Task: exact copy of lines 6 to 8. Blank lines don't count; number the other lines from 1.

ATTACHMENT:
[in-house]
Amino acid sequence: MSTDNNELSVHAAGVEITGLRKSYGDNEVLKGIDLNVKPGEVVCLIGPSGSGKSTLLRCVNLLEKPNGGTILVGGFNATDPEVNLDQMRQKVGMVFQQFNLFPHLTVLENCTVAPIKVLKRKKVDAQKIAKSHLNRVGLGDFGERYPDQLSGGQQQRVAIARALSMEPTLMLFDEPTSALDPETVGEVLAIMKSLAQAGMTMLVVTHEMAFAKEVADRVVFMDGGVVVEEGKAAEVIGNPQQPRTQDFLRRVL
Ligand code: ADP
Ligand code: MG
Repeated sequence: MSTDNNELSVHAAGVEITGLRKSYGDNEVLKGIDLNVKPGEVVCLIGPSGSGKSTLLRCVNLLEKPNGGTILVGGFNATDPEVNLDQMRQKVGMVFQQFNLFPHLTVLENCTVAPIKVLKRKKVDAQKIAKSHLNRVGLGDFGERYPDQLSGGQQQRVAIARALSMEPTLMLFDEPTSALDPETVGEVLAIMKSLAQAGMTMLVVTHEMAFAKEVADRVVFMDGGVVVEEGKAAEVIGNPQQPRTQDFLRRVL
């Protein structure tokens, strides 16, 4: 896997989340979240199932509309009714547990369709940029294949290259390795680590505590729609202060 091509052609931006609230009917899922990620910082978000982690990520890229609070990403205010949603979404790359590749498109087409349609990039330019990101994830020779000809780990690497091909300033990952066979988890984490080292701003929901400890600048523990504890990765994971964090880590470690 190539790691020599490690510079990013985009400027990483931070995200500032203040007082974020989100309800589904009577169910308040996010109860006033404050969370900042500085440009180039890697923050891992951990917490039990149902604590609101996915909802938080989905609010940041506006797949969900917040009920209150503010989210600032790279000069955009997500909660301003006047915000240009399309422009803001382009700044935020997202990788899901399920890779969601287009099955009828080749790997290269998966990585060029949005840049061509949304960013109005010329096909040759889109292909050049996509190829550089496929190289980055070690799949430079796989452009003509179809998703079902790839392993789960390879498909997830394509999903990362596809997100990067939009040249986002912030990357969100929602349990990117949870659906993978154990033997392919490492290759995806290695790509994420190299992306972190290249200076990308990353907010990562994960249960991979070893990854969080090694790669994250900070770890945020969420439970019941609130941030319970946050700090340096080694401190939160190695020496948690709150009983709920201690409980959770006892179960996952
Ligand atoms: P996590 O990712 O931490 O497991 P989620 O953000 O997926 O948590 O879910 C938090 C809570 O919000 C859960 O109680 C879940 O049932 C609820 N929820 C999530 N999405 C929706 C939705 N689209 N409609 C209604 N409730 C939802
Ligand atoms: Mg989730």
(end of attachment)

């Protein structure tokens, strides 16, 4: 896997989340979240199932509309009714547990369709940029294949290259390795680590505590729609202060 091509052609931006609230009917899922990620910082978000982690990520890229609070990403205010949603979404790359590749498109087409349609990039330019990101994830020779000809780990690497091909300033990952066979988890984490080292701003929901400890600048523990504890990765994971964090880590470690 190539790691020599490690510079990013985009400027990483931070995200500032203040007082974020989100309800589904009577169910308040996010109860006033404050969370900042500085440009180039890697923050891992951990917490039990149902604590609101996915909802938080989905609010940041506006797949969900917040009920209150503010989210600032790279000069955009997500909660301003006047915000240009399309422009803001382009700044935020997202990788899901399920890779969601287009099955009828080749790997290269998966990585060029949005840049061509949304960013109005010329096909040759889109292909050049996509190829550089496929190289980055070690799949430079796989452009003509179809998703079902790839392993789960390879498909997830394509999903990362596809997100990067939009040249986002912030990357969100929602349990990117949870659906993978154990033997392919490492290759995806290695790509994420190299992306972190290249200076990308990353907010990562994960249960991979070893990854969080090694790669994250900070770890945020969420439970019941609130941030319970946050700090340096080694401190939160190695020496948690709150009983709920201690409980959770006892179960996952
Ligand atoms: P996590 O990712 O931490 O497991 P989620 O953000 O997926 O948590 O879910 C938090 C809570 O919000 C859960 O109680 C879940 O049932 C609820 N929820 C999530 N999405 C929706 C939705 N689209 N409609 C209604 N409730 C939802
Ligand atoms: Mg989730």